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Wendell Phillips, Theodore C. Pease, Speeches, Lectures and Letters of Wendell Phillips: Volume 1 34 0 Browse Search
Robert Lewis Dabney, Life and Commands of Lieutenand- General Thomas J. Jackson 20 0 Browse Search
Cambridge History of American Literature: volume 3 (ed. Trent, William Peterfield, 1862-1939., Erskine, John, 1879-1951., Sherman, Stuart Pratt, 1881-1926., Van Doren, Carl, 1885-1950.) 12 0 Browse Search
George Ticknor, Life, letters and journals of George Ticknor (ed. George Hillard) 8 0 Browse Search
The Daily Dispatch: April 14, 1862., [Electronic resource] 8 0 Browse Search
Cambridge History of American Literature: volume 1, Colonial and Revolutionary Literature: Early National Literature: Part I (ed. Trent, William Peterfield, 1862-1939., Erskine, John, 1879-1951., Sherman, Stuart Pratt, 1881-1926., Van Doren, Carl, 1885-1950.) 8 0 Browse Search
J. William Jones, Christ in the camp, or religion in Lee's army 6 0 Browse Search
Eliza Frances Andrews, The war-time journal of a Georgia girl, 1864-1865 6 4 Browse Search
Southern Historical Society Papers, Volume 27. (ed. Reverend J. William Jones) 6 0 Browse Search
Edward L. Pierce, Memoir and letters of Charles Sumner: volume 2 6 0 Browse Search
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Browsing named entities in George Ticknor, Life, letters and journals of George Ticknor (ed. George Hillard). You can also browse the collection for Cromwell or search for Cromwell in all documents.

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George Ticknor, Life, letters and journals of George Ticknor (ed. George Hillard), Chapter 8: (search)
ever seen . . . . There was one thing, however, that Professor Smyth was anxious to show us, and we went, of course, to see it. It is an original portrait of Cromwell, kept in the apartments of the Master of Sydney College. It is in colored chalks, beyond all doubt done from the life, and done, too, after anxiety had made deebridge, and now read the passage to us with great spirit and feeling, to justify his opinion. No doubt the picture is very striking, and so is Hume's account of Cromwell, and both belong to anything but a man of an easy or tranquil mind. But I doubt whether Cromwell ever suffered so much from remorse, as Hume, in this particularCromwell ever suffered so much from remorse, as Hume, in this particular passage, supposes. Indeed, a few pages later he seems to admit it. . . . . When we had rested, we went to dinner at Professor Smyth's. He has a very comfortable bachelor establishment in Peter House, the same, I think, that was occupied by Gray the poet, whose successor he is in the chair of History, a place given to him by L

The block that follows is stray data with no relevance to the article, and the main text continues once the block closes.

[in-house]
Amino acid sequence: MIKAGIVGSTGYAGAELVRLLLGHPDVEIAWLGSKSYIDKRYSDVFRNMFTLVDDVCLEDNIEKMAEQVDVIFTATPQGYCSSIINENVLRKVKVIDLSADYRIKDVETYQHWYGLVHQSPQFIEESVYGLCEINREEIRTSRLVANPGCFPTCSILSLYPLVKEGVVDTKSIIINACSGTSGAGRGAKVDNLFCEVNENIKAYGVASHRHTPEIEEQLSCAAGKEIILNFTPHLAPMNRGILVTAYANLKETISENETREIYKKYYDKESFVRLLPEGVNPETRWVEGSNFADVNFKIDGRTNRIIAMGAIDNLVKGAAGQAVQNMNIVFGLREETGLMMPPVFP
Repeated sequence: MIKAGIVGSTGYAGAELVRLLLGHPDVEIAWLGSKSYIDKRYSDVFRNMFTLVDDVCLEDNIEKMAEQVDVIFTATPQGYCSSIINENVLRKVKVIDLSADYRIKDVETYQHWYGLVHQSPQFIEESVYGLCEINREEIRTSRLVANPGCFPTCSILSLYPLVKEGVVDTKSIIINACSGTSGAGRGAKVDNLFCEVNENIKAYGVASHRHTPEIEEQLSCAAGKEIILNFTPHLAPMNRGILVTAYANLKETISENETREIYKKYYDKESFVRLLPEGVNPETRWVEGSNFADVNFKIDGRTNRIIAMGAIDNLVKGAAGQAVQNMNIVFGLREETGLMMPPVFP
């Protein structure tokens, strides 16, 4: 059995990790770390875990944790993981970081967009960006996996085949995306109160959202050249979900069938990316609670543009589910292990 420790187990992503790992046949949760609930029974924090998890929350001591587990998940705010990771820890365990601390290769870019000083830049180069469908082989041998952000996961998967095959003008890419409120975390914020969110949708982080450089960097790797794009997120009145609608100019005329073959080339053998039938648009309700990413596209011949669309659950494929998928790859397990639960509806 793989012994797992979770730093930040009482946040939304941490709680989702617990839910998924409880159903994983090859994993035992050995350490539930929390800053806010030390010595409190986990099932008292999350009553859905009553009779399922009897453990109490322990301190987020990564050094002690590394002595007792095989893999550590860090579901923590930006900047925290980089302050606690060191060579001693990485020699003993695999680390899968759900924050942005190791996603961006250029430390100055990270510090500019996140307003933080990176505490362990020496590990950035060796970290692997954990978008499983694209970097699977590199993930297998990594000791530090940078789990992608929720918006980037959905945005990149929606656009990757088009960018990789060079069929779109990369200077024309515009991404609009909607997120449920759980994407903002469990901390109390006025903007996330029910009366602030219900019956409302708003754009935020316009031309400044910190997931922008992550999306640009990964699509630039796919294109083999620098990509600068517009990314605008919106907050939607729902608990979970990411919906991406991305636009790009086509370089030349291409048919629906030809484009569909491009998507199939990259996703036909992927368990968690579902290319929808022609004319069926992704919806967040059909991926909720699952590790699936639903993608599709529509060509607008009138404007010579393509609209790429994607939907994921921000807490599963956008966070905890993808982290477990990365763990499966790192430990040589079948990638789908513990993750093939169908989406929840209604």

George Ticknor, Life, letters and journals of George Ticknor (ed. George Hillard), Chapter 9: (search)
ngowan Castle, of Scott's Guy Mannering. We gladly consented, and, driving through Dumfries, went down through a fine country, to the point where the Nith joins the Solway. There we found these grand ruins, standing in the solitude of their neglected old age. The first castle, which was destroyed by fire in the year 1300, has left few or no proper remains; the present widespread ruins belong to the castle that was built immediately afterwards, and which was maintained till it was taken by Cromwell, who could not prevail on the Earl of Nithsdale to surrender, though reduced to great extremity, until he had the written orders of the King to that effect. . . . . The ruins are finely situated, extensive, and picturesque, and were shown to us by an old warder,—maintained there by the Maxwells,—now eighty-three years old, who kept a school in the village fifty-three years, and who, in showing them, repeated long passages from Grose, . . . . besides fragments from Burns, and snatches of old